The micropractice model gained popularity in the early 2000s and remains a good option for physicians looking to forge out on their own without investing a large amount of capital. The objective is to create a practice with very low overhead costs that allows the physician to spend ample time with patients and deliver a high quality of care. A micropractice can be a stepping stone to a larger private practice, or it can be the end goal. Before deciding whether a micropractice is the right model for you, it might be helpful to consider the following:
- Are you planning on retaining an employed position alongside starting your own practice? While this can be a great way to supplement your income, it sometimes requires a tradeoff that can limit practice growth. For instance if you have a position that makes you unavailable to your private practice patients some of the time, that can inhibit growth. Likewise you may have less time and energy to invest in managing and marketing your practice.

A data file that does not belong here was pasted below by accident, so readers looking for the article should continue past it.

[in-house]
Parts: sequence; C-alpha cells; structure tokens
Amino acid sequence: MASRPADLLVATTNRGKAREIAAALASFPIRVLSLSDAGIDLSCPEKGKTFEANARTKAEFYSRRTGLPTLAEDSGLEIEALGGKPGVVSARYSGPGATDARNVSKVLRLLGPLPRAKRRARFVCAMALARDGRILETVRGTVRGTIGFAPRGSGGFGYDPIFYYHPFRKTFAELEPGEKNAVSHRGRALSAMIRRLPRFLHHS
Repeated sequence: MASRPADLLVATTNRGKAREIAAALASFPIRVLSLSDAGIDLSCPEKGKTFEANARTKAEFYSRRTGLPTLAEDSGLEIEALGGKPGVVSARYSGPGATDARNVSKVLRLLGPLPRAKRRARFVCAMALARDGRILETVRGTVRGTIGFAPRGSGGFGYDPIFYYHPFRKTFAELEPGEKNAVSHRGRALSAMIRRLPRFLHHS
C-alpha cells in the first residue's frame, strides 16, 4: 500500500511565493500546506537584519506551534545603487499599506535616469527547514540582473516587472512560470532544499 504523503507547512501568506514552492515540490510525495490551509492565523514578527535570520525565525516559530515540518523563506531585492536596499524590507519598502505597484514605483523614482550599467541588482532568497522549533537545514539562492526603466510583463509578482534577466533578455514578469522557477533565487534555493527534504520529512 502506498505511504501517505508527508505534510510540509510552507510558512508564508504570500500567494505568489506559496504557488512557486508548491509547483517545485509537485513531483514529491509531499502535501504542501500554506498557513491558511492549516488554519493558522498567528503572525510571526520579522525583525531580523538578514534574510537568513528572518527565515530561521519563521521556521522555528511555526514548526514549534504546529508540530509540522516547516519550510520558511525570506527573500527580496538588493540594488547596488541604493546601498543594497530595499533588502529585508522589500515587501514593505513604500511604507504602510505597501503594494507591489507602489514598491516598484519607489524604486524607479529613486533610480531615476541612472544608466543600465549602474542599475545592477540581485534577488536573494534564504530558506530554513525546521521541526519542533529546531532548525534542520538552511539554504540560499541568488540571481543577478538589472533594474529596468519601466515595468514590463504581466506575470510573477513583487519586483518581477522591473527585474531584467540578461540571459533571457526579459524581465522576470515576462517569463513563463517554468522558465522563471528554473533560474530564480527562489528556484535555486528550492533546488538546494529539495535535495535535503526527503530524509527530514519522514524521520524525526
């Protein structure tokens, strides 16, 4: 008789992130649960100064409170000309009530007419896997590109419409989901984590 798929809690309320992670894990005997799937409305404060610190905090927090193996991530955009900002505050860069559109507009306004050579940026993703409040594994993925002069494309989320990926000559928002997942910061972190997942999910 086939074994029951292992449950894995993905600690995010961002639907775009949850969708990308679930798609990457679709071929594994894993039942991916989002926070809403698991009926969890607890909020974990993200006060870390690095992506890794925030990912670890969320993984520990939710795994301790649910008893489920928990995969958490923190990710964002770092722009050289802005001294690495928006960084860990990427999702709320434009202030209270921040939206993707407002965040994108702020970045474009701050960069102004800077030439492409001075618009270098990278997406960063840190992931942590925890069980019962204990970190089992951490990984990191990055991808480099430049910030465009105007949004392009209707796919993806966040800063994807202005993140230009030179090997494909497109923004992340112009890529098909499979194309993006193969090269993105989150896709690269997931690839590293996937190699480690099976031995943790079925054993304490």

- Do you hope to eventually grow the practice? If the answer is yes, there are some trade offs with starting with a micropractice. The benefit to starting small is obviously the reduction in capital needed to get things running (both start up capital and working capital). The drawback is that expansion may require you to change locations, staff, infrastructure, which can create some disruption.
- Do you need financing? Most (but not all) lenders that finance physician practice startups shy away from the micropractice model.
Starting a micropractice can be a great option for a physician focused on patient care, but it has certain limitations. With any practice model it’s important to consider the risk/reward and make sure it aligns with your goals and expectations.